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Tuesday, July 25, 2017

Stocks Advance Ahead of Fed Policy Stance

Charles Schwab: On the Market
Posted: 7/25/2017 4:15 PM ET

Stocks Advance Ahead of Fed Policy Stance

U.S. stocks traded higher, though the Nasdaq was relatively flat, courtesy of a plethora of mostly upbeat earnings reports and as an unexpected jump in Consumer Confidence preceded tomorrow's Fed monetary policy decision. Treasury yields gained ground as additional reports from the domestic docket showed a rise in home sales and better-than-expected regional manufacturing activity. The U.S. dollar overcame early losses and gold was lower. Overseas, European markets were broadly higher.

The Dow Jones Industrial Average (DJIA) advanced 100 points (0.5%) to 21,613, the S&P 500 Index was 7 points (0.3%) higher at 2,477, and the Nasdaq Composite increased 1 point to 6,412. In moderate to heavy volume, 1.1 billion shares were traded on the NYSE and 1.9 billion shares changed hands on the Nasdaq. WTI crude oil gained $1.55 to $47.89 per barrel and wholesale gasoline was $0.04 higher at $1.57 per gallon. Elsewhere, the Bloomberg gold spot price decreased $4.75 to $1,250.55 per ounce, and the Dollar Index—a comparison of the U.S. dollar to six major world currencies—was 0.1% higher at 94.10.

Alphabet Inc. (GOOGL $969), parent company of Google, reported Q2 earnings-per-share (EPS) of $5.01, above the $4.44 FactSet estimate, as revenues excluding traffic acquisition costs (TAC) rose 19.4% y/y to $20.9 billion, roughly in line with expectations. The TAC figure came in above expectations and weighed on margins, which missed the Street's expectations. Shares traded solidly lower.

Dow member Caterpillar Inc. (CAT $115) posted Q2 EPS of $1.35, or $1.49 ex-items, compared to the estimated $1.26, with revenues rising 9.6% y/y to $11.3 billion, topping the expected $11.0 billion. The heavy equipment maker raised its full-year guidance, citing its first half performance and current quotation and ordering activity. CAT was solidly higher.

Dow component DuPont (DD $85) announced Q2 profits of $0.97 per share, or $1.38 ex-items, versus the expected $1.29, as revenues rose 5.0% y/y to $7.4 billion, topping the forecasted $7.3 billion. DD gained ground.

Dow member United Technologies Corp. (UTX $120) reported Q2 EPS of $1.80, or $1.85 ex-items, versus the projected $1.78, as revenues grew 3.0% y/y to $15.3 billion, mostly in line with forecasts. UTX raised the lower end of its full-year profit outlook and increased its revenue guidance. Shares saw pressure as the company's updated revenue guidance had a midpoint below estimates.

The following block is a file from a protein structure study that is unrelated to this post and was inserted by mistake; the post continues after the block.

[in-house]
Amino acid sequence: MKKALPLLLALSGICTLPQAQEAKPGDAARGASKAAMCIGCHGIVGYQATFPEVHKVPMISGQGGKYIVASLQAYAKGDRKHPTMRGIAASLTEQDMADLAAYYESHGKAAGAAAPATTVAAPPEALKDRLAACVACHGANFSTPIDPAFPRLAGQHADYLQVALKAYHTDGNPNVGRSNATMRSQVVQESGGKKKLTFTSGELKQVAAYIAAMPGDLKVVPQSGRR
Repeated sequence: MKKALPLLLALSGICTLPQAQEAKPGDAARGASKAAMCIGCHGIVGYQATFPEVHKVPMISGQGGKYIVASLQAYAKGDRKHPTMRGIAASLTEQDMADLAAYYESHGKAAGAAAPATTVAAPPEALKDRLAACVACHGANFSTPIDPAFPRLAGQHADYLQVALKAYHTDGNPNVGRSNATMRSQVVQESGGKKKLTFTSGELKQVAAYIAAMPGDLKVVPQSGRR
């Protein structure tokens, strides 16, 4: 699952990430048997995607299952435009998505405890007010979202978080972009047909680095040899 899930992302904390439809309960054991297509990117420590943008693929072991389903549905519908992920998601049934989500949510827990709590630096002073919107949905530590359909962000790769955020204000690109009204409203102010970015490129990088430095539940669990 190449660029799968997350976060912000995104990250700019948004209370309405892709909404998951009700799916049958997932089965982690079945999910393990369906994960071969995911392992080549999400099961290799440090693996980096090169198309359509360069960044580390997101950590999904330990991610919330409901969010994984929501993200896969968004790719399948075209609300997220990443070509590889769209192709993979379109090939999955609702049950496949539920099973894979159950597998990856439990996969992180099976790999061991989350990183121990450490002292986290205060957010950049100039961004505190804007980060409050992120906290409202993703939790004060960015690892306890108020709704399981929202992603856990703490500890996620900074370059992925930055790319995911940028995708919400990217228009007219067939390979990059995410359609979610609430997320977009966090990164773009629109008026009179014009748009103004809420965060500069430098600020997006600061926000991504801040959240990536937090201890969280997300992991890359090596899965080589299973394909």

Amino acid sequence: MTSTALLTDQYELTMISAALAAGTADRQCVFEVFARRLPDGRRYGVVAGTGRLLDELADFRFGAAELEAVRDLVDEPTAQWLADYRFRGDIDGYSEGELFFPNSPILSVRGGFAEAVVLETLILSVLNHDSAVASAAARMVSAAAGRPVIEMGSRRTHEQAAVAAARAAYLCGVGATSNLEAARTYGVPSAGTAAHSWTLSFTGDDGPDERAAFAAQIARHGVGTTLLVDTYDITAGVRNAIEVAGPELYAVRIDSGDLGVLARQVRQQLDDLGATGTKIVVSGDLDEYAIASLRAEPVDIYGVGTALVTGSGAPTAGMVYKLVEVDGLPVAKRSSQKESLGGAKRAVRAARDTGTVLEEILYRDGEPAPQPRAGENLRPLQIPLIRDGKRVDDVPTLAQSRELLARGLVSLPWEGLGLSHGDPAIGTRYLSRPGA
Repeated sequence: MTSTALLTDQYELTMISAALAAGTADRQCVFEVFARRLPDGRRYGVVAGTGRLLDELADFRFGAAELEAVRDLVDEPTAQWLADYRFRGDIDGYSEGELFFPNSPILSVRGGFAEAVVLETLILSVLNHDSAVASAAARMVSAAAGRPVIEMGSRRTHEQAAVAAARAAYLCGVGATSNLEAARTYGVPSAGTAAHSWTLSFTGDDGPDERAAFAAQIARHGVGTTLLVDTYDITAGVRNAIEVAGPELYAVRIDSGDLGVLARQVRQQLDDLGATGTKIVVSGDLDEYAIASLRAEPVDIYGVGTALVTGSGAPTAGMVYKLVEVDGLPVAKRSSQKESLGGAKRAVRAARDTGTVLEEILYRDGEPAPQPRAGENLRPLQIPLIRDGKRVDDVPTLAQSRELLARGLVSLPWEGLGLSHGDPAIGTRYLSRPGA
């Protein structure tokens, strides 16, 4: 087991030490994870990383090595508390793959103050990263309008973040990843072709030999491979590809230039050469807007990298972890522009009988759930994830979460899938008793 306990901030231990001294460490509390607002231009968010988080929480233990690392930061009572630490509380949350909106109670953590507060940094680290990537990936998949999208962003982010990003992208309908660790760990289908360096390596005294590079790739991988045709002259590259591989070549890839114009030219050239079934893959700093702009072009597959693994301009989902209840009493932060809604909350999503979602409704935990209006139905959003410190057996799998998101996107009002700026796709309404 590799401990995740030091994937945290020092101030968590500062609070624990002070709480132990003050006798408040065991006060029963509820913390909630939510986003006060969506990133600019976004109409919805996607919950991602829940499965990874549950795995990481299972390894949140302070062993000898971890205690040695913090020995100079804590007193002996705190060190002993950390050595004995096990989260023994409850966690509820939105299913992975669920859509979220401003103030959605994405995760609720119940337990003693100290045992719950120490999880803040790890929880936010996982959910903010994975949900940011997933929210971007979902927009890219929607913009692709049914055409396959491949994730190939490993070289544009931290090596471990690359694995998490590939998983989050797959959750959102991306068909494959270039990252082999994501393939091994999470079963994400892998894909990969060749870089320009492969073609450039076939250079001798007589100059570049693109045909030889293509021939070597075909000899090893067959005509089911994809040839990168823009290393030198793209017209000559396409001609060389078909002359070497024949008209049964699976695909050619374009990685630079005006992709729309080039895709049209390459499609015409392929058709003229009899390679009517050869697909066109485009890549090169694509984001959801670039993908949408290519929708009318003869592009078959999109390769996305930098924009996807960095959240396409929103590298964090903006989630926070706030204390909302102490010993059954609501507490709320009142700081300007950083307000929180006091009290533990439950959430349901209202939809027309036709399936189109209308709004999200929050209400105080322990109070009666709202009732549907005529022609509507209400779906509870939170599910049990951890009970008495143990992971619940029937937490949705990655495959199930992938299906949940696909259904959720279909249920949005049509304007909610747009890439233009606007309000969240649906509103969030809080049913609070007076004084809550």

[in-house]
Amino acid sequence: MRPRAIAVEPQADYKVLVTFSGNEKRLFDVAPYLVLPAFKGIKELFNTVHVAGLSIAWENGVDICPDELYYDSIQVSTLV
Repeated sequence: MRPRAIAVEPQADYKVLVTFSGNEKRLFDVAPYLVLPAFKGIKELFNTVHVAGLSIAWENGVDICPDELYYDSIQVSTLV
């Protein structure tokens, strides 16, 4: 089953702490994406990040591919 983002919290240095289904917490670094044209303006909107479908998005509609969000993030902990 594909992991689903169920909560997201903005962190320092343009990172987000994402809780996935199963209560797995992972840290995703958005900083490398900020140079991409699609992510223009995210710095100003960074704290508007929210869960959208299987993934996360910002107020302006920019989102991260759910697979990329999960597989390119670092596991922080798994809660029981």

Dow component 3M Co. (MMM $199) posted Q2 profits of $2.58, including a $0.33 per share benefit due to its divestiture efforts that may be impacting comparability to the Street's $2.54 expectation. Revenues rose 1.9% y/y to $7.8 billion, south of the estimated $7.9 billion. MMM raised the low end of its full-year guidance. Shares were under solid pressure.

Dow member McDonald's Corp. (MCD $159) announced Q2 EPS of $1.70, versus the expected $1.62, as revenues decreased 3.0% y/y to $6.1 billion, above the forecasted $6.0 billion. Q2 same-store sales rose 6.6% y/y, north of the expected 3.7% gain. Shares rose solidly.

General Motors Co. (GM $36) reported Q2 earnings of $1.60 per share, or $1.89 ex-items, versus the forecast of $1.68, as revenues declined 1.1% y/y to $37.0 billion, excluding its discontinued European operations, which may have impacted the comparability to the Street's $40.3 billion expectation. GM closed slightly lower. 

Eli Lilly and Co. (LLY $82) posted Q2 EPS of $0.95, or $1.11 ex-items, versus the projected $1.05, as revenues grew 8.0% y/y to $5.8 billion, topping the estimated $5.6 billion. LLY increased its full-year guidance. Shares traded lower as the company also announced that it will delay the resubmission of a new drug application of its treatment for rheumatoid arthritis by at least 18 months.

Consumer Confidence unexpectedly jumps

The Consumer Confidence Index (chart) surprisingly improved to a four-month high of 121.1 in July from the downwardly revised 117.3 in June, and compared to the Bloomberg estimate of a 116.5 reading. Both sentiment toward the present situation expectations of business conditions for the next six months increased. On employment, the labor differential—consumers’ appraisal of jobs being “plentiful” minus being “hard to get”—rose to 16.1 from the 13.6 level posted in June.

The 20-city composite S&P CoreLogic Case-Shiller Home Price Index showed a 5.7% gain in home prices y/y in May, versus expectations of a 5.8% increase. Month-over-month (m/m), home prices were up 0.1% on a seasonally adjusted basis for May, below forecasts of a 0.5% gain.

The Richmond Fed Manufacturing Activity Index increased to 14 in July from June's upwardly revised 11 figure, with a reading above zero denoting expansion, and versus expectations of a 7 reading.